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Wind-farm site still up in air  

NARRAGANSETT – The group of stakeholders evaluating sites for a state-sponsored offshore wind-energy project concluded its meetings yesterday without coming to a consensus on which of the 11 potential sites would be best suited for the development.

At the outset of the meetings, the state official spearheading the project said he had hoped the group of about 35 people representing various interests, agencies and communities could reach an agreement on where the development should go.

But after four meetings, several group members said they still didn’t have enough information to pick out just one site, while others said it would be unwise to throw out particular sites this early in the process.

“It is premature to start eliminating sites based on the information we have now,” said Cynthia Giles, Rhode Island advocacy center director for the Conservation Law Foundation.

“Nothing that came out in the stakeholders meetings is a basis to eliminate any of the sites,” she said.

Andrew Dzykewicz, chief energy adviser to the governor, described the outcome as the result of the state having an abundance of riches, in terms of potential wind energy. “This is the trouble when we’re blessed with so many resources,” he said after yesterday’s meeting at the University of Rhode Island’s Narragansett Bay campus. “It’s hard to nail down.”

Governor Carcieri has proposed building a state-owned wind farm on the scale of the proposed Cape Wind project off Cape Cod that would be large enough to generate 15 percent of the state’s electricity. Depending on where it is situated, it could cost $900 million to $1.9 billion to build.

The group members, who were invited by the governor’s energy office, first met in August. They started with a 132-page study, commissioned by the governor, that identified 11 sites where a facility could be economically viable. Ten of those sites were offshore.

During the meetings, stakeholders were asked to raise any issues or potential problems that would make particular sites more or less suitable for the project.

In the end, the group didn’t find any “show-stoppers,” Dzykewicz said.

The lack of a consensus did not appear to reflect reluctance on the part of the stakeholders to go forward with the wind project. Even as group members expressed concerns about possible problems with a particular site, those concerns were usually accompanied by expressions of support.

For example, at last week’s meeting, Lanny Dellinger, president of the Rhode Island Lobsterman’s Association, said that the construction process will almost certainly kill lobsters and their eggs. “That’s going to affect us directly,” he said. But he also added, “We’re not against this. To get away from fossil fuels is a great thing.”

At yesterday’s meeting, the group members got to see what the offshore wind farms might look like from land.

Michael Harper, a third-year architecture student at Roger Williams University, worked with other students and Prof. Lefteris Pavlides to create photographs showing clusters of wind turbines superimposed on scenic vistas. The students took several photographs from spots in Little Compton, Block Island and other South County locations and used computer programs, including one that creates three-dimensional models, to make the realistic-looking renderings.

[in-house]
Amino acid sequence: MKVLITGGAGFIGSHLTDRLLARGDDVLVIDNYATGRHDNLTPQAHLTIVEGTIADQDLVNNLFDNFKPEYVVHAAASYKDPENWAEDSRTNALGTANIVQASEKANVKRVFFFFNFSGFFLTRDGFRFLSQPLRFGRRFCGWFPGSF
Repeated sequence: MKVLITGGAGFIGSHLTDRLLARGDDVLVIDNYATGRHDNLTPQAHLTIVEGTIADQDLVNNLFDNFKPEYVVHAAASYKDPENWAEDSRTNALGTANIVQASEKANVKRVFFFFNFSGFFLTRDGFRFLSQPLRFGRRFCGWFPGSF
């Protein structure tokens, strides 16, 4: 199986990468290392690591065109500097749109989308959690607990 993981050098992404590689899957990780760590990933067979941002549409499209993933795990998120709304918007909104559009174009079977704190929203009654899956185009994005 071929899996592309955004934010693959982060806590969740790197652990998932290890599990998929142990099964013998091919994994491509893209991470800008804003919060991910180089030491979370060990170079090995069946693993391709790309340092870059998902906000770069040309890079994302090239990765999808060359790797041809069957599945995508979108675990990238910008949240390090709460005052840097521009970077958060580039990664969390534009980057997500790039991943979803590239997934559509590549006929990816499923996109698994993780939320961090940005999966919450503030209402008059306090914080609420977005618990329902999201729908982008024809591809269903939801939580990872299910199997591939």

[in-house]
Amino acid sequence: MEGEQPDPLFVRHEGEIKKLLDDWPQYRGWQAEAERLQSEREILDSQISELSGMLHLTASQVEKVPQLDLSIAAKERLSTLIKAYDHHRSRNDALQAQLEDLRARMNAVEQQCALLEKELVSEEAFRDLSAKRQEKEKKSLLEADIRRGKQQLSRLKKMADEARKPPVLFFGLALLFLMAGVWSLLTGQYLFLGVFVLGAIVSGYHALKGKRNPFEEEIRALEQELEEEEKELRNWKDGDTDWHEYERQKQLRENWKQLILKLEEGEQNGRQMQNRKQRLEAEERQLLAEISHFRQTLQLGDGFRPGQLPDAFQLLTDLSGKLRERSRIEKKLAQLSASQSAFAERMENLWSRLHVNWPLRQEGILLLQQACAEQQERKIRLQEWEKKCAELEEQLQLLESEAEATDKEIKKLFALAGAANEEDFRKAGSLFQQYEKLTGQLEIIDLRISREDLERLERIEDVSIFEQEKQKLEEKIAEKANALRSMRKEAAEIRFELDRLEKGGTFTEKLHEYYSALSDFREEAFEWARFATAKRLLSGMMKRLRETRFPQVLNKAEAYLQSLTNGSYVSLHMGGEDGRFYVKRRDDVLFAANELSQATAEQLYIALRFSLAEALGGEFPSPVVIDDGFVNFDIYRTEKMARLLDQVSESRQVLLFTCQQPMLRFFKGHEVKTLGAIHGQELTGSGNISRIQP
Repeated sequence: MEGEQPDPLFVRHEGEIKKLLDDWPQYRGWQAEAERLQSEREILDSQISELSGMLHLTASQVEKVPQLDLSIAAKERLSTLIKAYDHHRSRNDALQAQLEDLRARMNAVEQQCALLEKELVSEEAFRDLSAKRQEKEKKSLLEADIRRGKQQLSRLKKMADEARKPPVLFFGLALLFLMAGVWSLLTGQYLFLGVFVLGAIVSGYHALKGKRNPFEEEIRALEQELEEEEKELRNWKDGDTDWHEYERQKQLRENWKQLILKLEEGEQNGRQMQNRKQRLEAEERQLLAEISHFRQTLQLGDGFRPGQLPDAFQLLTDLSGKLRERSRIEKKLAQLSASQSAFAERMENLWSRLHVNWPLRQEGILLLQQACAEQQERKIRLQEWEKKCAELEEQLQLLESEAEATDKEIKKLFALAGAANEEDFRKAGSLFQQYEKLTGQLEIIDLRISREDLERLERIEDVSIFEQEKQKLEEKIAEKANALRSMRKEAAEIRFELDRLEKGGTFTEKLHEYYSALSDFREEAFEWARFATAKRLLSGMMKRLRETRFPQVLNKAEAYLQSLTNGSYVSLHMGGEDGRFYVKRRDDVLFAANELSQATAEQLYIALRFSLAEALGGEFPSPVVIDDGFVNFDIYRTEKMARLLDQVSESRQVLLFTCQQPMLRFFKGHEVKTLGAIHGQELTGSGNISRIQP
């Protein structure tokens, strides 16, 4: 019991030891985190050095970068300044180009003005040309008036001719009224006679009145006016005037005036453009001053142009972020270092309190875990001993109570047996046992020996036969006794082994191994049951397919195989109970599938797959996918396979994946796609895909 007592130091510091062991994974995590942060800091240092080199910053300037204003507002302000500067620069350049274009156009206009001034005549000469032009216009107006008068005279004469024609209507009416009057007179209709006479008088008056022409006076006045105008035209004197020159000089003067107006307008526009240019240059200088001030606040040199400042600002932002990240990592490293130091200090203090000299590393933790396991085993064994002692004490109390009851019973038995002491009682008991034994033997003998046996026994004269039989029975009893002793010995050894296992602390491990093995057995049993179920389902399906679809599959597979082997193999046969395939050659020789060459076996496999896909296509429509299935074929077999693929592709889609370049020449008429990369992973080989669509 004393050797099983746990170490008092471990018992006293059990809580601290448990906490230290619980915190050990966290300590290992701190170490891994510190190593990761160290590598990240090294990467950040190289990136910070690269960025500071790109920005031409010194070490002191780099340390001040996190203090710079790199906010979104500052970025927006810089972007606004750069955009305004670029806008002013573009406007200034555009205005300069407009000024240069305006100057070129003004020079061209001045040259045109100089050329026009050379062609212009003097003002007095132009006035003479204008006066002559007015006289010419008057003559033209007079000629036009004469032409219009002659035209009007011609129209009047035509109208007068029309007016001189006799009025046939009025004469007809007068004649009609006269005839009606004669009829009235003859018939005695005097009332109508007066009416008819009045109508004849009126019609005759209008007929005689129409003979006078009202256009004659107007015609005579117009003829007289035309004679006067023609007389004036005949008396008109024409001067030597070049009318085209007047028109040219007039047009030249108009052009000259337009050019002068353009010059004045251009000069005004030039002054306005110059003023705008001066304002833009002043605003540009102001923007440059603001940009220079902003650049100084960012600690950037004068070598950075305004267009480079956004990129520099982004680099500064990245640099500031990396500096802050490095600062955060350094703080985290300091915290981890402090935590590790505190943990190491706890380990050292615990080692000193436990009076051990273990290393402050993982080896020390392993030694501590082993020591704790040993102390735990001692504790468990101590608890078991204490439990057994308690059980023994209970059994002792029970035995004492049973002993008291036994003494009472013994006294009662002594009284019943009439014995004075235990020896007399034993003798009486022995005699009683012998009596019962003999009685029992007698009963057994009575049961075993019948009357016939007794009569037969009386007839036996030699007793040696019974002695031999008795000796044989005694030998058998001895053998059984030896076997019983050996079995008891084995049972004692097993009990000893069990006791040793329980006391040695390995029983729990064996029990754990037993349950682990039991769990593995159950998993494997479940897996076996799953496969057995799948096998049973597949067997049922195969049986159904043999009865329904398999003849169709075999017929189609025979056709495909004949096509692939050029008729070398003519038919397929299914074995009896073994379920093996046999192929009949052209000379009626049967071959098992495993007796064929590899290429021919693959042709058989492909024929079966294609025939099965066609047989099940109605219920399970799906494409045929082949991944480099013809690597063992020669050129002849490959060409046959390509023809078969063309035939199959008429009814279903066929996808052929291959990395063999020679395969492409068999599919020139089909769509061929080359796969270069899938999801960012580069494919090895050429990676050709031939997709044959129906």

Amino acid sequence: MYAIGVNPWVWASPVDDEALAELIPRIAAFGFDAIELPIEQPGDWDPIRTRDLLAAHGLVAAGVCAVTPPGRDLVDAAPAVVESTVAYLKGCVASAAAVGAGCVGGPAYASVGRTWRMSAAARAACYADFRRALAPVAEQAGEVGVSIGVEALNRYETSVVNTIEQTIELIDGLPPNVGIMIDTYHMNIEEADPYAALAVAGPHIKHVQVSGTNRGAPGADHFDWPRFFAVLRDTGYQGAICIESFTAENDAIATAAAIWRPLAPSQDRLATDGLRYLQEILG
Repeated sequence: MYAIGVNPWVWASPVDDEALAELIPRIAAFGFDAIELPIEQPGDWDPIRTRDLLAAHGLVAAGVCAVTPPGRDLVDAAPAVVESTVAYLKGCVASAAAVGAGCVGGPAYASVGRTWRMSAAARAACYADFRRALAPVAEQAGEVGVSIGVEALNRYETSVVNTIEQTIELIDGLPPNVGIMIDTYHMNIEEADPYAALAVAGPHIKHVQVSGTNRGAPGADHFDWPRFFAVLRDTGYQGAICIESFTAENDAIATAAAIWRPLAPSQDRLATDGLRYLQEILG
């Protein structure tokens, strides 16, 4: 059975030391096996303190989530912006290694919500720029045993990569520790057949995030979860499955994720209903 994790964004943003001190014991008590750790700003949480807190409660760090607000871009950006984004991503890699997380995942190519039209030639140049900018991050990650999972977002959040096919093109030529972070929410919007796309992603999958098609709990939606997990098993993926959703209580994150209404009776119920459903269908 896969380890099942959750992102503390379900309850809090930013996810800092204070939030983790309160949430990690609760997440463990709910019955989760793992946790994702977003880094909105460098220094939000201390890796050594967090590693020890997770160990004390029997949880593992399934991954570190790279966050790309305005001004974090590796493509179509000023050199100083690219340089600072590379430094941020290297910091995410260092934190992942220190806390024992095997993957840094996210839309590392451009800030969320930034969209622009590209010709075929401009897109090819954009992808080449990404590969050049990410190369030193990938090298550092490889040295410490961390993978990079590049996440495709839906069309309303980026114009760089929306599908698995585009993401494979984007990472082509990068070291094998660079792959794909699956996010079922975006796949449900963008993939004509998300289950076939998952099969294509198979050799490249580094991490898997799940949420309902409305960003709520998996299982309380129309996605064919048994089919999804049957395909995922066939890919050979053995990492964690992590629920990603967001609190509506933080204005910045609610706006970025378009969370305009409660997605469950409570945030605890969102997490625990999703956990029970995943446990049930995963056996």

The wind turbines appear most prominently from land if the state chooses sites closest to Block Island, judging by the simulated photographs.

But the view of that wind farm was created using pictures taken from a relatively remote spot on the southern shore of Block Island, reached only by a two-mile hike, said Peter B. Baute, a New Shoreham town councilman. Baute said he accompanied the students who took the photographs. The view for homeowners would be less pronounced, he said.

The information presented to the stakeholders, as well as the issues raised by the stakeholders, will be compiled into a report. From that report, the state’s Office of Energy Resources, headed by Dzykewicz, will decide which site to move into the permitting process, he said.

The most promising sites, he said, appear to be a 26-square-mile area just south of Block Island, and a 32-square-mile area off the coast of Little Compton, he said.

His office could decide to move forward on permitting two or three sites, Dzykewicz said. The state could own one of them, and could then offer the others for lease to developers, he said, adding that the lease payments could be used to further offset the cost of electricity for Rhode Islanders.

By Timothy C. Barmann

Journal Staff Writer

Providence Journal

1 November 2007

This article is the work of the source indicated. Any opinions expressed in it are not necessarily those of National Wind Watch.

The copyright of this article resides with the author or publisher indicated. As part of its noncommercial effort to present the environmental, social, scientific, and economic issues of large-scale wind power development to a global audience seeking such information, National Wind Watch endeavors to observe “fair use” as provided for in section 107 of U.S. Copyright Law and similar “fair dealing” provisions of the copyright laws of other nations. Send requests to excerpt, general inquiries, and comments via e-mail.

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